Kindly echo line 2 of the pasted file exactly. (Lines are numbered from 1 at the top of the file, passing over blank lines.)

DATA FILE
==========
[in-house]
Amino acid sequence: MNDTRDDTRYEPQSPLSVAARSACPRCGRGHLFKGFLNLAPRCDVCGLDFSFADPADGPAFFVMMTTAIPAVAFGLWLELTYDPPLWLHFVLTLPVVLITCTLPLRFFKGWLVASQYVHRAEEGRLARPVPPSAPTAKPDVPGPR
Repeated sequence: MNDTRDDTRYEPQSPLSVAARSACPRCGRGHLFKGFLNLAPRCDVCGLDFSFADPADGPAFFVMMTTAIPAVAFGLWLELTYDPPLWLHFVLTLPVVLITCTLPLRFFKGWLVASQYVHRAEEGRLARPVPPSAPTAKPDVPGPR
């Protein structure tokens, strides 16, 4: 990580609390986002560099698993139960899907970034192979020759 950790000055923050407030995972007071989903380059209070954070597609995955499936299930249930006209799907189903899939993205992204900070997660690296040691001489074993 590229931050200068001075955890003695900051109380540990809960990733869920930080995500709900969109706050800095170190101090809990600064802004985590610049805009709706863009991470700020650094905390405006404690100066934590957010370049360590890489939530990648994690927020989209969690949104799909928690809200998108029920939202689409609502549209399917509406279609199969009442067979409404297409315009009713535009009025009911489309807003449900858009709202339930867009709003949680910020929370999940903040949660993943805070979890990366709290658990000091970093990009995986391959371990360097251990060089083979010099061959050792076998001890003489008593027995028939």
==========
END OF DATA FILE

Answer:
Amino acid sequence: MNDTRDDTRYEPQSPLSVAARSACPRCGRGHLFKGFLNLAPRCDVCGLDFSFADPADGPAFFVMMTTAIPAVAFGLWLELTYDPPLWLHFVLTLPVVLITCTLPLRFFKGWLVASQYVHRAEEGRLARPVPPSAPTAKPDVPGPR